UPDATED | The world is awash in glyphosate, the active ingredient in the herbicide Roundup, produced by Monsanto. It has now become the most heavily-used agricultural chemical in the history of the world, and many argue that’s a problem, since the substance comes with concerning albeit incompletely-determined health effects.
A study published Tuesday in the journal Environmental Sciences Europe reveals that Americans have applied 1.8 million tons of glyphosate since its introduction in 1974. Worldwide, 9.4 million tons of the chemical have been sprayed onto fields. For comparison, that’s equivalent to the weight of water in more than 2,300 Olympic-size swimming pools. It’s also enough to spray nearly half a pound of Roundup on every cultivated acre of land in the world.Try Newsweek: Subscription offers
Anyway you look at it, this is a staggering amount, says study author Charles Benbrook. And it’s troubling, considering that in March 2015 the World Health Organization’s International Agency for Research on Cancer unanimously determined that glyphosate is “probably carcinogenic to humans,” says Bill Freese, a science policy analyst with the Center for Food Safety, who wasn’t involved in the work. A carcinogen is a substance known to cause cancer.
Research has also shown that glyphosate is an endocrine disruptor, meaning that it interferes with the proper functioning and production of hormones, in human cell lines. It’s not yet clear how much of an impact glyphosate has had on cancer rates.
Monsanto says that glyphosate does not pose a threat to humans. "Glyphosate safety is supported by one of the most extensive worldwide human health, crop residue and environmental databases ever compiled on a pesticide product," says a company spokesperson. "In evaluations spanning four decades, the overwhelming conclusion of experts worldwide has been that glyphosate, when used according to label directions, does not present an unreasonable risk of adverse effects to humans, wildlife or the environment."
More obviously, the mass-spraying of glyphosate has led to the explosion of resistant weeds, which have evolved to survive despite being sprayed. Already, weeds resistant to the herbicide are found on half of all American farmers’ fields, and are present on upward of 100 million acres of cultivated cropland, Benbrook says.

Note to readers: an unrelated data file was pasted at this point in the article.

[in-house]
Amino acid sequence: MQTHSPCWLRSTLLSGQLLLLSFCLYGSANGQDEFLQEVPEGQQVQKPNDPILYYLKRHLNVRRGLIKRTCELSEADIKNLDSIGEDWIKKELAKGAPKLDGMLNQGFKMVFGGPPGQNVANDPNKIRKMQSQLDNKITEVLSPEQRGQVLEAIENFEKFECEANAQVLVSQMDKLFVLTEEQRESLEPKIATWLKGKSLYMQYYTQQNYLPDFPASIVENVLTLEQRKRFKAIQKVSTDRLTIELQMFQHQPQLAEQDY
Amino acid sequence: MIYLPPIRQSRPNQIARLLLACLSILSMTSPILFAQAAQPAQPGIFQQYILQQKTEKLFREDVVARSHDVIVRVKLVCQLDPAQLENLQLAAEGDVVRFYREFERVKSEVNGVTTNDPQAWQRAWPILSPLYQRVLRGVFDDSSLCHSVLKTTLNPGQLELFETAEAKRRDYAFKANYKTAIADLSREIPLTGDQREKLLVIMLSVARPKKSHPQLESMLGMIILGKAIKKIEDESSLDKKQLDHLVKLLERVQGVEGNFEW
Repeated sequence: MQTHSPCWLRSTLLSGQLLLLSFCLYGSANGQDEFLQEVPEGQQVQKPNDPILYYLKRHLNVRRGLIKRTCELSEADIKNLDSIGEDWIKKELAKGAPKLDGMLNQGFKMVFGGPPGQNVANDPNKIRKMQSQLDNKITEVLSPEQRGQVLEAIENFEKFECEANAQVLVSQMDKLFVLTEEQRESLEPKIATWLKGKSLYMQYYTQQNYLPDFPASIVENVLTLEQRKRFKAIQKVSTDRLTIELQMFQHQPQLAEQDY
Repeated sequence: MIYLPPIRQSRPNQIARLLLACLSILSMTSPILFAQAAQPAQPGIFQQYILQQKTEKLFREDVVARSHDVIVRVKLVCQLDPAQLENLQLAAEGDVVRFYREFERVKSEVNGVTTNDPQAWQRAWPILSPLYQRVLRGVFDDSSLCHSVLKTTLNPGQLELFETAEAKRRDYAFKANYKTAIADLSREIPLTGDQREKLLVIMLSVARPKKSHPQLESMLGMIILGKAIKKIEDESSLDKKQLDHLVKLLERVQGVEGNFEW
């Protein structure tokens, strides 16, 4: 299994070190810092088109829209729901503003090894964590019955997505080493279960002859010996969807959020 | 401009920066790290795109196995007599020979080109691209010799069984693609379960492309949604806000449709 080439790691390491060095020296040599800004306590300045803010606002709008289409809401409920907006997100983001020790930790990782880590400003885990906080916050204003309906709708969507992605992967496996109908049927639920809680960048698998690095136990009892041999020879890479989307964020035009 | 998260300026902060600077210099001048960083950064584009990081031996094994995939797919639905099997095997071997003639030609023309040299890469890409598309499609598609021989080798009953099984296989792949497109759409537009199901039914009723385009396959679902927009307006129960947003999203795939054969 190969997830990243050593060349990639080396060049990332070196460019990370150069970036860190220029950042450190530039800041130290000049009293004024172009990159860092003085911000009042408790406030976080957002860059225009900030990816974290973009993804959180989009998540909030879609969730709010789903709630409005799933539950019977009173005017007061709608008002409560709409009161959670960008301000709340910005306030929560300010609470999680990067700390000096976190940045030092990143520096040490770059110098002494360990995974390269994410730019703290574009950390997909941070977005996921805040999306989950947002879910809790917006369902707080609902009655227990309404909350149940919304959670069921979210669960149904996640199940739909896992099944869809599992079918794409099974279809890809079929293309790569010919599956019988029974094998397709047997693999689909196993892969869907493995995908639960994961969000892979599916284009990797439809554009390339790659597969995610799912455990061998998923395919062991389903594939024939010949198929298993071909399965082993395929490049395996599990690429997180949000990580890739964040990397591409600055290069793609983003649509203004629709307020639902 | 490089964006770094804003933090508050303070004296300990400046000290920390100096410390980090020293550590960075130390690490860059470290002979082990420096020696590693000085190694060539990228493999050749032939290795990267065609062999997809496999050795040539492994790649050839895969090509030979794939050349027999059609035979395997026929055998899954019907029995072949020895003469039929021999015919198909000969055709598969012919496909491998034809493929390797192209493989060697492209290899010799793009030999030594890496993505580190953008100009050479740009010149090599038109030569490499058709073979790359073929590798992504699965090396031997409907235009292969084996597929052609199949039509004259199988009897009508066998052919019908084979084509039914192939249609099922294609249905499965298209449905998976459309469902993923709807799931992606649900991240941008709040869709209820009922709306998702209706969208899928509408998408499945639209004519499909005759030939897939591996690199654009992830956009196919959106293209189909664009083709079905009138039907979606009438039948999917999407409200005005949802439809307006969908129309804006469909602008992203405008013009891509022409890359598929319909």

“Anybody working in agricultural would say it’s a very serious problem,” says David Mortensen, a professor of weed and applied plant ecology at Penn State University.
Glyphosate was once only used on a small-scale, because while it is toxic to many weeds, it also kills many crops. However, in the 1990s, Monsanto began introducing genetically modified crops that were resistant to the herbicides, such as Roundup Ready corn and soybeans. Since then, its use has skyrocketed, increasing fifteen-fold since 1996. In 1987, only 11 million pounds of the chemical were used on U.S. farms, but now nearly 300 million pounds of glyphosate are applied each year.
At the same time, the U.S. Environmental Protection Agency has relaxed its rules about what it considers a safe level of glyphosate. Fifty times more glyphosate is allowed on corn grain now than in 1996, for example, Freese says. The agency has also increased what it considers a safe amount of glyphosate exposure by a factor of 17.
Freese adds that EPA's high-end estimate of infant exposure to glyphosate exceeds the level the Agency considered safe for them in 1983.
The rise of glyphosate-resistant weeds has led to the use of yet more herbicides. And companies like Dow AgroSciences are developing crops that are resistant to even more herbicides, such as 2,4-D. But this will just lead to spraying of even more herbicides, more resistance in the future and the need for more herbicide-resistant crops in the future, Mortensen says. It’s a vicious cycle.
“This is what you call a transgenic treadmill, using ever more herbicides and selecting for greater and greater resistance in weeds, and we are already seeing this happen,” Freese says.
Furthermore, it is robbing farmers of income, which is diverted to companies that produce herbicides and herbicide-resistant crops like Monsanto’s Roundup Ready corn and soybeans. “The bottom line is that at least 30 percent of the net income that used to go to farmers is now going to [these companies],” Benbrook says, and it continues to get worse.
That’s frustrating to weed scientists like Mortensen, who knows that there are ways to combat crops without using quite so much herbicide. For example, the use of winter cover crops like wheat can reduce the amount of weeds that grow in the spring, with the additional benefit of reducing erosion and improving water quality, he says. Tillage and more careful use of select herbicides can also greatly reduce the dependence on glyphosate, Mortensen says.
Continuing to rely on glyphosate to control weeds “is going to be a dead end,” Freese says.
Correction: A previous version of this article stated that glyphosate's use has increased fiftyfold since 1996. In fact, the chemical use has increase fifteen-fold since 1995. The article also incorrectly stated that infants are now exposed to levels of glyphosate considered unsafe in 1985. That year is incorrect; it is actually 1983.
Update: This article was updated to include a comment from Monsanto.